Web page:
Brooks saddle tension pin and shackle on a pebbled concrete surface. The tension pin is a shiny zinc-coated screw. The shackle is a sintered metal object of a dull finish with one lobe broken off.

Well that sucks

The forecast today was for warm weather with light wind, following several days of rain and gale-force winds. Ever since I discovered the entrance to Tamagawa Sky Bridge, I’ve wanted to try starting from there to go to Yokohama, and I thought today might be the day to do that.

Nana had not prepared any rice for her world-famous onigiri, so as soon as she woke up I started getting ready for the ride. As it happened I lollygagged enough that it was well after 8 before I set out.

Clipped in, or locked?

En route from home to Tamagawa, I found that my left foot was balking when I needed to unclip at traffic lights. I was able to each time to get the shoe to release, but it’s definitely a safety issue. I decided to have a break at the first stop on the Tamagawa, where rows of various varieties of sakura grow, and have a look.

Sure enough, the cleat had worked loose following a recent adjustment where I set the cleat further back on the sole than it had been previously. I was sure I’d screwed it down tight at the time, so I’m thinking that the loosening came as a result of the cleat bedding itself into the sole in the new location.

At first I’d got the cleat secured 1-2mm to the outer side of the sole, so when I mounted up again my big toe was rubbing against the cadence monitor on each pedal stroke. When I stopped for lunch in Kanagawa after crossing Tamagawa Sky Bridge, I got the cleat back in the center and that fixed the issue.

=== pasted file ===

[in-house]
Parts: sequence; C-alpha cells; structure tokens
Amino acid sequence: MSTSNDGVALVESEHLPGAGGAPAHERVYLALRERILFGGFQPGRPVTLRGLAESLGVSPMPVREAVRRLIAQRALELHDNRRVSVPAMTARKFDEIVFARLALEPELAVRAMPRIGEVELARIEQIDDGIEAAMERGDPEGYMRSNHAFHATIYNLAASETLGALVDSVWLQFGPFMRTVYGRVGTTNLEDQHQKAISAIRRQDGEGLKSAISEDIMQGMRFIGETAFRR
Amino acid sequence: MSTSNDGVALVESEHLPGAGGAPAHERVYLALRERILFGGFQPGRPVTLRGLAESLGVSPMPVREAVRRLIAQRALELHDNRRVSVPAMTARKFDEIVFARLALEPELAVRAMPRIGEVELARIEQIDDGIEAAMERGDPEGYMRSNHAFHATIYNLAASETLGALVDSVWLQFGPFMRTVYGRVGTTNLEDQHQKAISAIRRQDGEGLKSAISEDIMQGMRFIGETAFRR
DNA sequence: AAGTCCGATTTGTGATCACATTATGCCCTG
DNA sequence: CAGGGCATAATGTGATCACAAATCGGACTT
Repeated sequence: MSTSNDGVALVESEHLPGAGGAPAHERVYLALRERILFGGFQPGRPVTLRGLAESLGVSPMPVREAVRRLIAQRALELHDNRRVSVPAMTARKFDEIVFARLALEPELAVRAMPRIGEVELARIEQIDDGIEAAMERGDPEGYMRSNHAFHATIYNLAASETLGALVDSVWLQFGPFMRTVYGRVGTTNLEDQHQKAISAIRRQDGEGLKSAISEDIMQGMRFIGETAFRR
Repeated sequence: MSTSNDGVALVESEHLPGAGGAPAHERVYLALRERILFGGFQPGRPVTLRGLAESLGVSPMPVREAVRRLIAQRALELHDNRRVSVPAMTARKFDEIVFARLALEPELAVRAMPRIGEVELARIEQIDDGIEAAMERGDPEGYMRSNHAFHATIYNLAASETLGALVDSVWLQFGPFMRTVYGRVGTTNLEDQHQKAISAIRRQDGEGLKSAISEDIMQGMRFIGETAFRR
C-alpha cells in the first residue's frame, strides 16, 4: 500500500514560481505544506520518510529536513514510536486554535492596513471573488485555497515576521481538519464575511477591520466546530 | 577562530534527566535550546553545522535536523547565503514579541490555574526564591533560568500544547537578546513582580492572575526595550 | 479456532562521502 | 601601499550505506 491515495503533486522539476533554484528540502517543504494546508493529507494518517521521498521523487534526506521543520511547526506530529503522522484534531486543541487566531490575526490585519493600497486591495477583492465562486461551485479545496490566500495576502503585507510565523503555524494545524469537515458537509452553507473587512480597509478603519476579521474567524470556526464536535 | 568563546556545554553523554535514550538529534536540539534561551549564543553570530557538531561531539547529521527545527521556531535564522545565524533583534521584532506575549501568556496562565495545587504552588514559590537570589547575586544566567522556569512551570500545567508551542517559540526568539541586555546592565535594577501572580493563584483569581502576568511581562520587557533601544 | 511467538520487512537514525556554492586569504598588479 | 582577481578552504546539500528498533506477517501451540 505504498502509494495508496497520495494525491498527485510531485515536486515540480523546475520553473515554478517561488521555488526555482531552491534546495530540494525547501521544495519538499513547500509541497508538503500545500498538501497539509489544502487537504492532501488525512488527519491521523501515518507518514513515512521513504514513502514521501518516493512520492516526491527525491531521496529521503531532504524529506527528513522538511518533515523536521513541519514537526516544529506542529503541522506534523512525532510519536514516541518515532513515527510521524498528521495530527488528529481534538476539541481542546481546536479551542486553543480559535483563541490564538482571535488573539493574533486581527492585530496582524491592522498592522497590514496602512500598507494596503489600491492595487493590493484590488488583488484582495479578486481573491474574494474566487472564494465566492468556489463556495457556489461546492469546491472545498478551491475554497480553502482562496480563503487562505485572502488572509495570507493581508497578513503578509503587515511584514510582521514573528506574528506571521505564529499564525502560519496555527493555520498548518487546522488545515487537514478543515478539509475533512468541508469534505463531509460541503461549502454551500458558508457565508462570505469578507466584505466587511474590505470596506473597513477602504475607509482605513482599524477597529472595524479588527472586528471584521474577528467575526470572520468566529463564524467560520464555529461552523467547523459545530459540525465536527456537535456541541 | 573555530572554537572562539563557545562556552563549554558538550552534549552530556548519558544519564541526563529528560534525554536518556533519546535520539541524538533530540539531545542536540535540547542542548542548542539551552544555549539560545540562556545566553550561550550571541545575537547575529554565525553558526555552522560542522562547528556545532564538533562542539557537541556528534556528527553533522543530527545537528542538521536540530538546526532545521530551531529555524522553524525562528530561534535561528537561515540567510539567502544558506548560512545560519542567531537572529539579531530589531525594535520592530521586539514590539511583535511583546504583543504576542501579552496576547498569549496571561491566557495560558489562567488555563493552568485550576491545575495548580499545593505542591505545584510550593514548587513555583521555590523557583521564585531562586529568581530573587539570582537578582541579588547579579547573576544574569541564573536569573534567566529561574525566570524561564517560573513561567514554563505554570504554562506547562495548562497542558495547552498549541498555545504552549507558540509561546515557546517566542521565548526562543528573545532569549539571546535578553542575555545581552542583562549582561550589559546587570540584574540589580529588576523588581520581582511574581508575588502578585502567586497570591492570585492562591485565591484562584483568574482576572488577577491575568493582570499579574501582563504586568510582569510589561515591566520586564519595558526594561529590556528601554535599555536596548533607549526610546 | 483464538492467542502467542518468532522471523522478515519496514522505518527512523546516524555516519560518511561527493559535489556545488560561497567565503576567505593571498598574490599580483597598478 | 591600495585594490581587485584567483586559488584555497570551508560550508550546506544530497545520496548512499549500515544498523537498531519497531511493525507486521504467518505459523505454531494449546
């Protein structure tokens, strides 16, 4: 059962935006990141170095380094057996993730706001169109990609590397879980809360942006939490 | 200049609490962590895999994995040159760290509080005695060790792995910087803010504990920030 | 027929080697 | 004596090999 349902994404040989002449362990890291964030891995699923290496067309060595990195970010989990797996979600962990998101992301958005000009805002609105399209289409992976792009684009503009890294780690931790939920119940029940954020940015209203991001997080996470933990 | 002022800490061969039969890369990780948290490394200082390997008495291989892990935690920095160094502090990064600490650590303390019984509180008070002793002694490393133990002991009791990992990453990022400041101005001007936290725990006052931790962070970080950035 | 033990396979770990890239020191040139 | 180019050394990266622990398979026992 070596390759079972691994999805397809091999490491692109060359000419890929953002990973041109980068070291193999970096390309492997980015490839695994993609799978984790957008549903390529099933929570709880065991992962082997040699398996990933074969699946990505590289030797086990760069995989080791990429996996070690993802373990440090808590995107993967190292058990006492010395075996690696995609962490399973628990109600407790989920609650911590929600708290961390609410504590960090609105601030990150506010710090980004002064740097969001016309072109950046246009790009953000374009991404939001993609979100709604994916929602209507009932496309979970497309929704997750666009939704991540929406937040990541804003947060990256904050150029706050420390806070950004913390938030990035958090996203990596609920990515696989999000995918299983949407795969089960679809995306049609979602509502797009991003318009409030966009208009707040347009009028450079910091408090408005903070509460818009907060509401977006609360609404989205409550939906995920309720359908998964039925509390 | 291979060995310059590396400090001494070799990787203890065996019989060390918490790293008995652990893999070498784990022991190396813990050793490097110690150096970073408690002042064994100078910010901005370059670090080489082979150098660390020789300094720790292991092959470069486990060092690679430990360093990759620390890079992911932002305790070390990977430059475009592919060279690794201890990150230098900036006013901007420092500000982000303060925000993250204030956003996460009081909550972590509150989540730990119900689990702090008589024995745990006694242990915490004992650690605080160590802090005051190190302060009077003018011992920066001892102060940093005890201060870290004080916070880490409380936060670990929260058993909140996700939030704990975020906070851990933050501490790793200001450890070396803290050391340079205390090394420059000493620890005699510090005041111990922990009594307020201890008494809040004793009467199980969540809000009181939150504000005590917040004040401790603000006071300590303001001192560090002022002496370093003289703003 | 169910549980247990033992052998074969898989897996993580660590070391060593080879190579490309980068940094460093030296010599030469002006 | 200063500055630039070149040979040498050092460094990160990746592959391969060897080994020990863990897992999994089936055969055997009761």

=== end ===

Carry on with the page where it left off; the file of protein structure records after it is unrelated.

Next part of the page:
We’re still waiting for the emergence of the famed 染井吉野 (somei yoshino) variety of cherry blossom, but there were a couple usuzumi sakura in bloom along the cycle path where I stopped to adjust the cleats.

I continued downriver in bright sunshine and a very light wind to find some enormous puddles left over from the previous days’ rain. A little water won’t hurt me, and I knew there were no surprises lurking below the surface, so I bombed right through. I was already dry again when I stopped at a convenience store for some food before continuing on to Haneda.

After crossing Tamagawa Sky Bridge, I stopped in a little park to enjoy my lunch. I was still thinking about riding to Yokohama and getting in 100km for the day. But the thought of all that traffic and broken pavement was off-putting, and I decided in the end just to return home.

As I traveled back upriver on the Tokyo side, I saw lots of people who had turned out for hanami — cherry blossom viewing. They were determined to enjoy the good weather despite the lack of blossoms.

When I mounted up again I heard a metallic clatter from the saddle. I’d been hearing a squeak all day each time I passed over a bump, and the clatter brought the cause home to me: there was an issue with the saddle’s tensioner. I rode back to the park with the usuzumi sakura and stopped at a bench to have a closer look.

Brooks saddle tension pin and shackle on a pebbled concrete surface. The tension pin is a shiny zinc-coated screw. The shackle is a sintered metal object of a dull finish with one lobe broken off.
Well that sucks

The tensioner was quite loose. I tried tightening it, only to have the whole assembly fall off into my hand. It was easy to see the reason — one of the ears had broken off the shackle that links the tensioning pin to the saddle rails.